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I am planning to create an ecommerce application which would host a lot of products (more than 100) and expectedly would have good number of user hits/transactions on a daily basis. My major requirements from both functional and technical point of view are:

  1. It should be easily extensible/modifiable/maintainable.
  2. Usability would be the TOP priority, a customer should be able to reach the desired product page with minimum efforts and as quickly as possible.
  3. SEO again is a critical concern.
  4. Technology wise, I am a .NET developer (ASP.NET web forms) so would prefer anything around it. Can afford to try learning new things within the .NET arena as I do not have killer deadlines for this project.

After searching through SO and Googling a bit, I've come to an understanding that Web Forms, MVC or a Content Management System are the available options. But what I am not able to foresee/calculate is that which method would be the best way to go with?

I mean applying usual programming skills, which platform would be of help to someone achieve a high-performace, greatly usable e-commerce website?

Any help and guidance would be sincerely appreciated.

Thanks a lot!

Edit: It would be courteous enough if people who've down-voted the question, explicate a bit on the reasons behind it as well. Otherwise, that down-vote won't help anyone.

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closed as not constructive by CoderDennis, jfar, JasCav, gnovice, Graviton Oct 5 '10 at 1:24

As it currently stands, this question is not a good fit for our Q&A format. We expect answers to be supported by facts, references, or expertise, but this question will likely solicit debate, arguments, polling, or extended discussion. If you feel that this question can be improved and possibly reopened, visit the help center for guidance.If this question can be reworded to fit the rules in the help center, please edit the question.

    
"A lot of products - more than 100!" - I LOL'd ^_^ –  Ilya Vassilevsky Oct 5 '10 at 12:21
    
^^ Lol.. I wrote it to give an idea of scale of the application on which one developer would work.. –  Dienekes Oct 5 '10 at 15:26

3 Answers 3

up vote 1 down vote accepted

Technology wise, I am a .NET developer (ASP.NET web forms)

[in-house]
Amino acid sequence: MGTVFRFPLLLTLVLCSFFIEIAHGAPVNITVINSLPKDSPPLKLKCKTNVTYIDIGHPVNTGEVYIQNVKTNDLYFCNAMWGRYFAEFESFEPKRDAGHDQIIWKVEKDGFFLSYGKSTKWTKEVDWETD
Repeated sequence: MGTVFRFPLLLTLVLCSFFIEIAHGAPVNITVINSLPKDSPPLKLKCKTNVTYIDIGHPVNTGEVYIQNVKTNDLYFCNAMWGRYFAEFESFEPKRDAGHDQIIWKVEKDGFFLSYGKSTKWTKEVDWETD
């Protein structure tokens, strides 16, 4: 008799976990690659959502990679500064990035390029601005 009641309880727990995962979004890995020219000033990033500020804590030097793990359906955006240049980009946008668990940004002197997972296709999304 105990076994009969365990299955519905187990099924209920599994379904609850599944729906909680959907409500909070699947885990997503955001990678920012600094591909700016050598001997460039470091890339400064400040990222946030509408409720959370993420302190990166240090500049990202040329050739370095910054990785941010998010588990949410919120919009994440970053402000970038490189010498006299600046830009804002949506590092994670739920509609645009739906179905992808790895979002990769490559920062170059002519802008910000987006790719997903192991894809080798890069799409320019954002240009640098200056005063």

Then go with asp.net web forms.

The questions you ask have nothing to do with what technologies you use to programming, but its design matter, good user interface, experience on web pages, e-commerce and database's.

Hint:Why create one more e-commerce when there are some open source available ? what is the different on yours ? - I do not ask for get answer, but I make the question for you, to answer to your self, what's different in yours.

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From my past experience if you have the time and the budget I would stick with web forms for an e-commerce site and build a custom cms to update the products. The front facing ui of course will all depend on your design. The CMS portion of your application could then make it easy to update any details of the product that are relevant to your design. For instance you could use a gridview to show a list of products that you could filter based on the product category. Each record when added/edited could then have the option for a title, category, price, image, thumbnail (or auto generate from the image), short description, long description... Anything you want to fit your design. When I do something like this I prefer to have the design done before I begin the cms so the designer isn't limited, sometimes the timeline doesnt allow for this though.

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^^ sounds interesting.. –  Dienekes Oct 4 '10 at 16:55

Here are two quick links comparing ASP.NET MVC against Web Forms:

  1. http://weblogs.asp.net/despos/archive/2009/04/11/web-forms-vs-asp-net-mvc.aspx
  2. http://weblogs.asp.net/shijuvarghese/archive/2008/07/09/asp-net-mvc-vs-asp-net-web-form.aspx

Nothing much changes even if you are developing e-commerce application. As such, I would say ASP.NET MVC is good bet from long term perspective (better separation between concerns, simpler to test (from automation perspective) but it would involve steeper learning curve (if you are web form developer).

CMS is a odd choice because it would impose its own constraints - based on your requirements and site design, it can be good bet or bad bet. You can quickly build product pages using CMS - you can quickly add/update promotions etc.

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